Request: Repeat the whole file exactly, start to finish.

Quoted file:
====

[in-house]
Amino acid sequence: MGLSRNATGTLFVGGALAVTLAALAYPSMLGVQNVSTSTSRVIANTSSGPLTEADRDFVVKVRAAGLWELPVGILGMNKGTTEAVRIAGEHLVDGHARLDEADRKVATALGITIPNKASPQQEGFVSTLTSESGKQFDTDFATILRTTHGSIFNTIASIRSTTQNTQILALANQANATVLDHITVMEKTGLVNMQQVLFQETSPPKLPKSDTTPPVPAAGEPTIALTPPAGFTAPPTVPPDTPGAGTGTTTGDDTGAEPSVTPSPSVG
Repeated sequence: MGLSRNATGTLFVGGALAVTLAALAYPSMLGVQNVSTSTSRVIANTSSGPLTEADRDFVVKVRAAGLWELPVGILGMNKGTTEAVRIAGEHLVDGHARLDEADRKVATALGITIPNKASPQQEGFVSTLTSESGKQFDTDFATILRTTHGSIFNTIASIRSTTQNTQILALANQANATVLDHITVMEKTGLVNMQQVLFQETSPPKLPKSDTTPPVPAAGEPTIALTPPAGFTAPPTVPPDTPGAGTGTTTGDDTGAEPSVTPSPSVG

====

[in-house]
Amino acid sequence: MGLSRNATGTLFVGGALAVTLAALAYPSMLGVQNVSTSTSRVIANTSSGPLTEADRDFVVKVRAAGLWELPVGILGMNKGTTEAVRIAGEHLVDGHARLDEADRKVATALGITIPNKASPQQEGFVSTLTSESGKQFDTDFATILRTTHGSIFNTIASIRSTTQNTQILALANQANATVLDHITVMEKTGLVNMQQVLFQETSPPKLPKSDTTPPVPAAGEPTIALTPPAGFTAPPTVPPDTPGAGTGTTTGDDTGAEPSVTPSPSVG
Repeated sequence: MGLSRNATGTLFVGGALAVTLAALAYPSMLGVQNVSTSTSRVIANTSSGPLTEADRDFVVKVRAAGLWELPVGILGMNKGTTEAVRIAGEHLVDGHARLDEADRKVATALGITIPNKASPQQEGFVSTLTSESGKQFDTDFATILRTTHGSIFNTIASIRSTTQNTQILALANQANATVLDHITVMEKTGLVNMQQVLFQETSPPKLPKSDTTPPVPAAGEPTIALTPPAGFTAPPTVPPDTPGAGTGTTTGDDTGAEPSVTPSPSVG